3. In the third step, the gap assessment checklist is used to review packaging designs, processes, and testing, ultimately identifying gaps in compliance.
4. Finally, in the fourth step, the team closes those gaps, strategically determining the risk of retesting a package for compliance with EU MDR vs. making changes to the package to bring it into compliance.
All four steps are important in the movement to compliance. As Gautam noted, “If you don’t plan properly, you cannot execute properly.”
Challenge or opportunity?
In his presentation, Gautam admitted that after hearing about the EU MDR for the first time, several years ago, “I was very stressed out. I looked at it as a challenge. I looked at it as a daunting task. But as I started out on that journey and created project plans, I recognized this was actually a great opportunity for medical device manufacturers to improve their products.”
He pointed out that the benefits of closing gaps in compliance, through packaging changes and redesigns, range far beyond the regulatory sphere. The manufacturer has the opportunity to make changes that update its quality systems, streamline operations, improve margins, and enhance user safety/experience, for example.
Despite the potential benefits, some medical device manufacturers might question the wisdom of making changes to packaging at this time, with the final deadline three years away. Particularly for legacy products, they may be inclined to send existing packaging to the lab to be tested for EU MDR compliance, using retesting as a way to save time and money.
But the downside of retesting is significant. “Failing a packaging test on a commercial product can potentially result in product recalls,” Gautam said.
“There’s a lot at stake,” he added, noting that a recall can lead to lost market share, stigmatization in the marketplace, and reduced stock value. “The consideration that needs to be made is whether to take a step back, and plan things in a way that you can create benefit through the EU MDR,” or take a possibly hazardous shortcut with retesting.
Keep it simple.
Considering the risks and complexities involved, how can a medical device maker simplify its approach to EU MDR compliance? For this, Gautam outlined a three-step analysis in which packaging engineers (1) categorize products, (2) recognize risks, and (3) organize and strategize.
For step 1, categorizing products, it’s helpful to chart each product’s improvement opportunity over the short, medium, and long term against its priority level. Products being introduced this year have the highest priority and lowest improvement opportunity. In contrast, products due to launch in 2024 have the lowest priority but the highest improvement opportunity.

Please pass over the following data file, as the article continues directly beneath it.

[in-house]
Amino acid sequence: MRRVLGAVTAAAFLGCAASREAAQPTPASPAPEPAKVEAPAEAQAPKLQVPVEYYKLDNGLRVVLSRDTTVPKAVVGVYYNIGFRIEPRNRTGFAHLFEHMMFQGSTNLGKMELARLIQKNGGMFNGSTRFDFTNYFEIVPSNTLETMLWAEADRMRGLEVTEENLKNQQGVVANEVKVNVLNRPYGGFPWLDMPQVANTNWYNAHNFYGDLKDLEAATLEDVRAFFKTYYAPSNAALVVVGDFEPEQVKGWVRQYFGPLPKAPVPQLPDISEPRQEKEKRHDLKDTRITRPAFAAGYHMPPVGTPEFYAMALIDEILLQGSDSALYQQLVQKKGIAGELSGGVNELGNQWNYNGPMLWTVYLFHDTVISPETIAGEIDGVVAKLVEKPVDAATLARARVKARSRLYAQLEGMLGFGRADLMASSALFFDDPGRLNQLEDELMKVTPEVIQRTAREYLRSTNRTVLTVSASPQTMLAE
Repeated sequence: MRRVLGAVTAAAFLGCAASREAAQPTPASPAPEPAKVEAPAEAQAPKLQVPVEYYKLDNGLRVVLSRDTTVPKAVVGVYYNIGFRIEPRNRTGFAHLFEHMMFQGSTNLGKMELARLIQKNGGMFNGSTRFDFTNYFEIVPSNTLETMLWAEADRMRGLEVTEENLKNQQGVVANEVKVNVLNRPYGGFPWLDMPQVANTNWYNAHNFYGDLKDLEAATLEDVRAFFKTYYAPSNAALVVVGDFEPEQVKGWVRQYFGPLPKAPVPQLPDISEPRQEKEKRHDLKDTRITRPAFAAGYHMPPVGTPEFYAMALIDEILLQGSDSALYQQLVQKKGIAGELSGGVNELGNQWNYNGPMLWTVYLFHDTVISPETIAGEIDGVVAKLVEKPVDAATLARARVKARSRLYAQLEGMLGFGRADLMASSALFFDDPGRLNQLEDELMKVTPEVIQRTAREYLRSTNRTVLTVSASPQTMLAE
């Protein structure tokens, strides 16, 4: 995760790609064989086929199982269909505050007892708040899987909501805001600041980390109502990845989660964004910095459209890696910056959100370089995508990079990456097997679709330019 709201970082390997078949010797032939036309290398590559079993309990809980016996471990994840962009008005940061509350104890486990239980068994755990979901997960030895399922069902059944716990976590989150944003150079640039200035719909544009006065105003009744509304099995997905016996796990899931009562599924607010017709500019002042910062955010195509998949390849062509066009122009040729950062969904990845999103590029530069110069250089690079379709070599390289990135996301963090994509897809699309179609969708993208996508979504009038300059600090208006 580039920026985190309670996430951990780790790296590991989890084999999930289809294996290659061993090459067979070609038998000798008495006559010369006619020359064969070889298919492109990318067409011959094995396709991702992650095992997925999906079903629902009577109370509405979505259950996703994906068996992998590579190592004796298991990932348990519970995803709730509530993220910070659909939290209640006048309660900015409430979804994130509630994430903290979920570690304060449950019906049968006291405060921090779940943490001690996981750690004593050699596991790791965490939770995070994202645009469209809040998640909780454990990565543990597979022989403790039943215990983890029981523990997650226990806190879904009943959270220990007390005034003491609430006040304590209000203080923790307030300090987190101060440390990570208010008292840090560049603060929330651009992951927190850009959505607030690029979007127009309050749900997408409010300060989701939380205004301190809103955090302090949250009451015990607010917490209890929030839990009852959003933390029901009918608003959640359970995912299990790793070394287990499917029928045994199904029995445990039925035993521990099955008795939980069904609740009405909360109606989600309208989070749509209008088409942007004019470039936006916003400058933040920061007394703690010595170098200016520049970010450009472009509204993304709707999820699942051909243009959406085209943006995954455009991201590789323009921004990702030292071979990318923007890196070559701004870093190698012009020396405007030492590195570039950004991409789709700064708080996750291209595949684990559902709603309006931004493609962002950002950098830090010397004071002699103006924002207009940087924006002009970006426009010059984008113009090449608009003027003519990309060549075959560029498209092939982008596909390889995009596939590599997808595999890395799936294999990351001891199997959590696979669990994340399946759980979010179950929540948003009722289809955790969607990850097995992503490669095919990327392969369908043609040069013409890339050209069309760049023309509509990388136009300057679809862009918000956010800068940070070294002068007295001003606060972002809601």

Risk recognition, step 2, uses a graph that plots the product’s revenue impact against the likelihood of packaging failure (based on simply retesting the packaging that is currently in the market). From this analysis, four risk categories emerge, ranging from low revenue impact/low failure likelihood to high revenue impact/high failure likelihood.
In step 3, organizing and strategizing, the packaging team evaluates each of those four risk categories for likelihood of failure in the short term (2021), medium term (2022-2023), and long term (2024). This leads to options that include retesting the package, retesting with minor changes, redesigning some aspects of the package, making significant changes, or discontinuing the product.
For products in the low revenue impact/low failure likelihood category, retesting becomes the clear choice for the short, medium, and long term. This type of product brings in very little money and has “low chance of failure. If I retest it, the chance is very limited that it’s going to fail and, by the way, it’s low revenue. I don’t have the money to spend on this, and I can’t justify changing anything about it, so I’m going to retest. These are the simpler ones to go after,” Gautam explained.
At the opposite end of the chart are products that are high revenue and have a high chance of failure during retesting. In the short term, these should be retested with minor changes; note that making changes to the package will save the product from being recalled should it fail the test.
In the medium term, packaging for these high-revenue products should be redesigned, taking advantage of opportunities to cut costs, streamline operations, and/or improve the product’s user experience and safety. And in the long term, these packages are excellent candidates for significant changes.